Interestingly, Lucille Ball was pregnant in real life at the time and had her baby on the same day that the episode showing her character’s labor was aired. Yes, Desi Arnaz, Jr. is 62 today!
1977 – President Gerald R. Ford pardoned Tokyo Rose. Although the nickname originally referred to several Japanese women who broadcast Axis propaganda over the radio to Allied troops during World War II, it eventually became synonymous with a Japanese-American woman named Iva Toguri.
Upon her capture in 1945, Toguri insisted that she was forced into her traitorous role by the Japanese government and swore that she had never broadcast false military reports, limiting her shows to light musical fare while smuggling food and medicine to the Allied POWs. Nevertheless, Toguri – an American citizen born in Los Angeles – was labeled a traitor and spent a year’s imprisonment in Japan.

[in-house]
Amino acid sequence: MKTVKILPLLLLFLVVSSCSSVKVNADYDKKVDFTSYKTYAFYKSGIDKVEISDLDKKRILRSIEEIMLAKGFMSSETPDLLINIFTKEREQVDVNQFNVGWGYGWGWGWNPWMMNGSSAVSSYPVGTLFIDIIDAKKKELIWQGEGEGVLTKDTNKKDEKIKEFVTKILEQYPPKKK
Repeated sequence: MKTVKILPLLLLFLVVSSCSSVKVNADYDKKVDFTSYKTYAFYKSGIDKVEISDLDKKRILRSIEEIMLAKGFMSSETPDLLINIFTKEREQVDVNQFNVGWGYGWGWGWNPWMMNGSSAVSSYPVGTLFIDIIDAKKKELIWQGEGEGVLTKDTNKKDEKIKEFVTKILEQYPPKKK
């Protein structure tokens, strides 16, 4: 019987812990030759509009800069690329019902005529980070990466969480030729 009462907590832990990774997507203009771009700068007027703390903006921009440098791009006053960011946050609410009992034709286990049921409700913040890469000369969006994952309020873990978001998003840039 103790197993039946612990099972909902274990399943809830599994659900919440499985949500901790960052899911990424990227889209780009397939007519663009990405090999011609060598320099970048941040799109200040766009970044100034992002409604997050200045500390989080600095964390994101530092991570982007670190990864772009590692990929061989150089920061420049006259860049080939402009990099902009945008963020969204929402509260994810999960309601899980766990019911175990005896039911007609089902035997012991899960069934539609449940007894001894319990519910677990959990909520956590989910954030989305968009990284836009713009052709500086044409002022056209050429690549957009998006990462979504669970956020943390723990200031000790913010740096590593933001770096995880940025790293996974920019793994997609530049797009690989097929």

She was released and returned to the United States, only to be promptly re-arrested for treason. The judge, who later admitted having anti-Japanese prejudice, sentenced her to 10 years in prison and fined her $10,000. She was released early in 1956 for good behavior, but was immediately given an order deporting her back to Japan. Over the next 20 years, Toguri fought for a pardon from three presidential administrations with the help of family members, attorneys and the POWs she had helped at Radio Tokyo. Finally in 1977, after an episode of 60 Minutes was broadcast revealing Toguri’s true story and highlighting her ongoing fight for justice, President Ford granted her clemency just before leaving office.
1981 – The United States and Iran signed an agreement paving the way for the release of 52 Americans held hostage for more than 14 months.